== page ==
Remains of a prehistoric settlement, the ruins of an early medieval fort, and a large castle destroyed in 1227 by Landgrave Heinrich Raspe testify to the important role played by Ettersberg hill from an early point in time.
Weimar’s 478-metre-high “local mountain” was the preferred hunting grounds of the Weimar princes. During the years 1706 to 1711, Duke Wilhelm Ernst had a simple three-winged hunting lodge built in Ettersburg on the foundation walls of what was once a convent of canons, founded in 1084, and later an Augustinian monastery. In the middle of the forest, a “hunting star” was laid out with ten straight rides extending radially from a central hub, and an additional small lodge was built, known as the Brunfthofschloss.
One of the paths led directly to the Old Palace and the new Corps de Logis, completed in 1738. This New Palace, commissioned by Duke Ernst August, was surrounded by Baroque parterres. After her son Carl August came to power in 1775, Anna Amalia chose Ettersburg Palace as her summer residence. A lovely “sentimental“ park landscape was created around the building. The aged tulip tree growing in front of the armoury hall still delights visitors today.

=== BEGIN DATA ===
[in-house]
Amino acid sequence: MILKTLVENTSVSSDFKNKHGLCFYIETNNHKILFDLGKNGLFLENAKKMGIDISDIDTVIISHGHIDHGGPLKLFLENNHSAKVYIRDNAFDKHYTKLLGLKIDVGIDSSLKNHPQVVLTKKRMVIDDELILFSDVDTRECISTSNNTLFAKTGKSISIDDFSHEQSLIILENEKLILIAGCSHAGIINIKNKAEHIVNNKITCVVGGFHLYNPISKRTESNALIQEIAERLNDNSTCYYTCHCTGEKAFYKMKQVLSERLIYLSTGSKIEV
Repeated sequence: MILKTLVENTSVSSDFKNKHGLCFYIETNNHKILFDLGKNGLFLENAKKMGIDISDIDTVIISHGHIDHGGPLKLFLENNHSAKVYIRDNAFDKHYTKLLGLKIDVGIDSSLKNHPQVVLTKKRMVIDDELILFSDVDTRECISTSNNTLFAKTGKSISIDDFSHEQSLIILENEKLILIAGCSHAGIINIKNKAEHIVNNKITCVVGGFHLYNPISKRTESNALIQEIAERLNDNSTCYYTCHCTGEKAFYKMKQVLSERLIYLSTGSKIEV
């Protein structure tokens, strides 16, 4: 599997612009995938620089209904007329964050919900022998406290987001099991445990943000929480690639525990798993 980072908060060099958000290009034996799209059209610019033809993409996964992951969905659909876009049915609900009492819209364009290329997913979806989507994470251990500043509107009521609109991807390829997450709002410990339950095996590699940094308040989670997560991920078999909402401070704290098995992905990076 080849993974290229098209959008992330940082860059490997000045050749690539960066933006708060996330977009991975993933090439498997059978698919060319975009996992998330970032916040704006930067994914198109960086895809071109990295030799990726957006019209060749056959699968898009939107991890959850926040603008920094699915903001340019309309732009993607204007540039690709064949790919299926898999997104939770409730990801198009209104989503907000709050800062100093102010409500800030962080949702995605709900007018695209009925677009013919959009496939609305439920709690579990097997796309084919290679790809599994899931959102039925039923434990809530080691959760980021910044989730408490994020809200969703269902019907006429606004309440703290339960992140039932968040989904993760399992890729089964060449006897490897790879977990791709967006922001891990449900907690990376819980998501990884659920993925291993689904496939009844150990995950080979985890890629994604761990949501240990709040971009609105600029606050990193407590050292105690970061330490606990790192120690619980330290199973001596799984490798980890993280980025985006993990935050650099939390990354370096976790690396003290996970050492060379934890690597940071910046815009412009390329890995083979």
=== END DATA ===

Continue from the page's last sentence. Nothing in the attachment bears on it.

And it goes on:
Goethe, Wieland, Bertuch and Herder were frequent visitors to Ettersburg Palace, where guests could enjoy music, readings, dances and animated literary discussions. The goings-on at what came to be known as the “Nation of Ettersburg Palace” lent the locale an aura of both fame and notoriety. Duchess Anna Amalia had a theatre built for this Court of the Muses in the banquet hall of the Old Palace, where Goethe produced plays such as “Jahrmarktsfest zu Plundersweilern” (1778) and “Iphigenie auf Tauris” (1779). Attracted by the serene atmosphere at Ettersburg, Friedrich Schiller completed his “Maria Stuart” there in spring 1800. Guests at a grand hunt held in 1808 on Ettersberg hill included Tsar Alexander I, Emperor Napoleon I and numerous German princes. When Carl Alexander and his wife, Princess Sophie of the Netherlands, took up residence there in the mid-19th century, Ettersburg once again became a prominent centre of intellectual and artistic encounters. Through the presence of figures such as Franz Liszt, Hans Christian Andersen and Friedrich Hebbel, Ettersburg experienced a second heyday.
Eduard Petzold, appointed as Weimar court gardener in 1844, was enlisted to extend the park and remodel it in the English style. His master, Hermann von Pückler-Muskau, himself laid out the so-called “Pückler-Schlag” in 1845, a forest meadow some 900 metres in length reaching up to the peak of the hill, one of Europe’s most important garden landmarks. Ettersburg’s landscape park is a singular example of Prince Pückler-Muskau’s bold and sweeping concepts for artistic landscaping.
In 1998 Ettersburg Palace and Landscape Park were declared part of the UNESCO World Cultural Heritage Site “Classical Weimar”. From 2004 to 2006 the palace was revitalised by its new owner, Bildungswerk BAU Hessen-Thüringen e.V., and the complex has now found new uses as an academy, conference centre and cultural site. At the end of the Pückler-Schlag the “time lane” set up in 1999 along a former hunting path leads all the way to the Buchenwald memorial site.